This section looks back at the PGPR Symposia and Workshops between the years of 2004 to 2007. It is our plan to make the information for each of these events available on this website shortly.
Date: May 2004
Location: San Francisco
At the May 2004 Pediatric Academic Societies Meeting in San Francisco, PGPR held its first symposium, focusing on several major diseases affecting children in developing regions: micronutrient deficiency, malaria and tuberculosis. In addition, abstracts of original research in global childhood disease were presented by scientists chosen from those who responded to an international call.
Invited participants from 18 countries attended PGPRs first workshop, on the day after the symposium. The purpose of the workshop was to discuss the ongoing need for and potential of PGPR.
Date: May 2005
Approximately one million babies die each year as a result of factors commonly referred to as birth asphyxia. At least as many infants who survive asphyxia must cope with lifelong mental and physical handicaps. The methods of prevention and treatment of birth asphyxia, from which rich countries have benefited during the last 30 years, have not reached the poorest countries where the risk is highest. Therefore, most of the deaths and disabilities associated with birth asphyxia take place in developing countries. PGPR convened a symposium and workshop on the global crisis of birth asphyxia.
This follow-up workshop was held on the day immediately following the related symposium and was attended by 80 physicians and researchers from 27 countries.
Workshop participants were paediatric researchers engaged in academic and/or field work throughout the world. They included representatives of numerous academic institutions; Saving Newborn Lives/Save the Children, U.S.A.; The National Institute for Child Health and Human Development, U.S.A., including The Global Network for Maternal and Child Health Research; The World Health Organization; The International Pediatric Association; The Canadian Neonatal Network; International Collaboration of Neonatal Networks; The Vermont-Oxford Neonatal Network; The International Clinical Epidemiology Network; Pragmatic Randomized Controlled Trials in Health Care; and members of paediatric societies from countries around the world.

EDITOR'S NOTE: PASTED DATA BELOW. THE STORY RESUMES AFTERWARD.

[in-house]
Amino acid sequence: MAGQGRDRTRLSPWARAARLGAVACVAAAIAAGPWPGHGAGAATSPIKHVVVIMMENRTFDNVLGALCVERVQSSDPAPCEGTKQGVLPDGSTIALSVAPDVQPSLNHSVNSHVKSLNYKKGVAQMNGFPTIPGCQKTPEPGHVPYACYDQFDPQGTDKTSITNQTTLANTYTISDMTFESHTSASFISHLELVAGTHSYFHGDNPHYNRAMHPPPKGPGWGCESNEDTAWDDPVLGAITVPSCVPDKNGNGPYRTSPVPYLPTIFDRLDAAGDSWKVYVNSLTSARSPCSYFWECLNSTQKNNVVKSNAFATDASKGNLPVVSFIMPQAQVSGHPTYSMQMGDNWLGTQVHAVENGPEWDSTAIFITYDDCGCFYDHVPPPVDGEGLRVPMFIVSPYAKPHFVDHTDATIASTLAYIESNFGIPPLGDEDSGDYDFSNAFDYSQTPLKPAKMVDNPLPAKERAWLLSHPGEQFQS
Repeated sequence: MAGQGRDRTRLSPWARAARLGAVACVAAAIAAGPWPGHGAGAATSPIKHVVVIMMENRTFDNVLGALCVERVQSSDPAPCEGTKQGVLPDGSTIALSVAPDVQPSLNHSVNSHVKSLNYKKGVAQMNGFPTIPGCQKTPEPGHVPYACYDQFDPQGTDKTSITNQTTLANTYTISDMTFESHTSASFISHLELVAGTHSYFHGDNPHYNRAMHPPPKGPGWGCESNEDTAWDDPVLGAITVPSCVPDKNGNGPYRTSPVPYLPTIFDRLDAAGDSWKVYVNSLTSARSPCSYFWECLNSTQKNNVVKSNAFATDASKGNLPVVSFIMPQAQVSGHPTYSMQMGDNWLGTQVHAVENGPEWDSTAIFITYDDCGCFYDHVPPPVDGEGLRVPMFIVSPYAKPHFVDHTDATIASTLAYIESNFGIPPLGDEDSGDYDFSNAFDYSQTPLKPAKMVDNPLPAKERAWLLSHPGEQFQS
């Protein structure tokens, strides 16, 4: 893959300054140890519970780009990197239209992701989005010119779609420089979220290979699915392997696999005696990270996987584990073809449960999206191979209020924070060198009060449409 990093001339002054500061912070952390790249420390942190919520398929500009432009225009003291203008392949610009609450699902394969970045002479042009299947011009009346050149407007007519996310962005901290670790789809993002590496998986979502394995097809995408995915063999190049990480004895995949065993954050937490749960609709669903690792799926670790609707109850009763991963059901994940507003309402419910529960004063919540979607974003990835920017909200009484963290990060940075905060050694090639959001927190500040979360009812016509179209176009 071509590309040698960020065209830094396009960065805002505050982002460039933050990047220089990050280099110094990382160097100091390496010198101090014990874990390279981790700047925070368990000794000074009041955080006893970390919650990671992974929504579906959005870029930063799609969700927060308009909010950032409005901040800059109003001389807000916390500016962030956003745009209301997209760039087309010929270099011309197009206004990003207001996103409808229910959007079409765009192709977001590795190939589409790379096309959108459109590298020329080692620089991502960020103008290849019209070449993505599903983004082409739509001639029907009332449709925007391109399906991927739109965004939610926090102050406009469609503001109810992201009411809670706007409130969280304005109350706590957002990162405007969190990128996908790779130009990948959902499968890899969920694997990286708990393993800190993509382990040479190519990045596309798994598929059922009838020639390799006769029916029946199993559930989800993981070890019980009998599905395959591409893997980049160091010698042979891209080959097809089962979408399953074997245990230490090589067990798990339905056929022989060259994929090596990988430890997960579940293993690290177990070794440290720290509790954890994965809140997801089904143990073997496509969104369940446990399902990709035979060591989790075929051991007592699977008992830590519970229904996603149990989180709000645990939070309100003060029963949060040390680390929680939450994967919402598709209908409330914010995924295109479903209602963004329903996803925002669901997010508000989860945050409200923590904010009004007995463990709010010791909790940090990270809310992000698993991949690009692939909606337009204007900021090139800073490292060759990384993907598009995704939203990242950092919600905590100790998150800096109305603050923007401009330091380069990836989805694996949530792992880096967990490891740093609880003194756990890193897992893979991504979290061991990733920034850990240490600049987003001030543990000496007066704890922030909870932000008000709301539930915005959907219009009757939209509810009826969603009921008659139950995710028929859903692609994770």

Date: May 2006
Location: San Francisco
This three-part symposium focused on the serious problem of neonatal infectious diseases in developing countries. Parts 1 and 3 were comprised of expert presentations providing an overview of the problem, instances of work that is being done in the area, and region-specific information. Part 2 featured platform presentations from selected abstracts on issues included in the study of neonatal infectious diseases in developing countries.
At the follow-up workshop on May 3 colleagues from high-, mid- and low-income countries, who are working in fields related to neonatal infectious diseases, met in order to examine the critical issues and establish clear plans for collaborative study and other action. We are now working on a summary of the workshop proceedings and discussions.
Date: October 2006
PGPRs fourth symposium was held October 5, 2006 in conjunction with the 14th Congress of the Federation of Asia and Oceania Perinatal Societies. This three-part symposium focussed on the antenatal and intrapartum causes of perinatal asphyxia and stillbirths in developing countries. Parts 1 and 3 were comprised of expert presentations providing an overview of the issues and region-specific information. Part 2 featured platform presentations from abstracts selected following an international call.
At the follow-up workshop on October 6, colleagues from low-, mid- and high-income countries, with expertise in perinatal asphyxia and stillbirths, met in order to examine the critical issues and establish clear plans for collaborative study and other action.
Date: May 2007
This three-part symposium focused on global childhood diseases which can impair development. Parts 1 and 3 were comprised of expert presentations providing an overview of the problems and issues and instances of work that is being done. Part 2 featured platform presentations from selected abstracts on related issues.
At the follow-up workshop on May 9 colleagues from high-, mid- and low-income countries met in order to examine the critical issues and establish clear plans for collaborative study on outcomes.
Date: October 2007
The sessions focused on the effects of environmental pollution on fetal and child development. Particular emphasis was placed on child health in developing countries. The symposium was comprised of expert presentations providing an overview of the problems, issues and instances of work that is being done; poster presentations from selected abstracts on related issues; and structured panel discussions and open forums focused on determining research that is needed.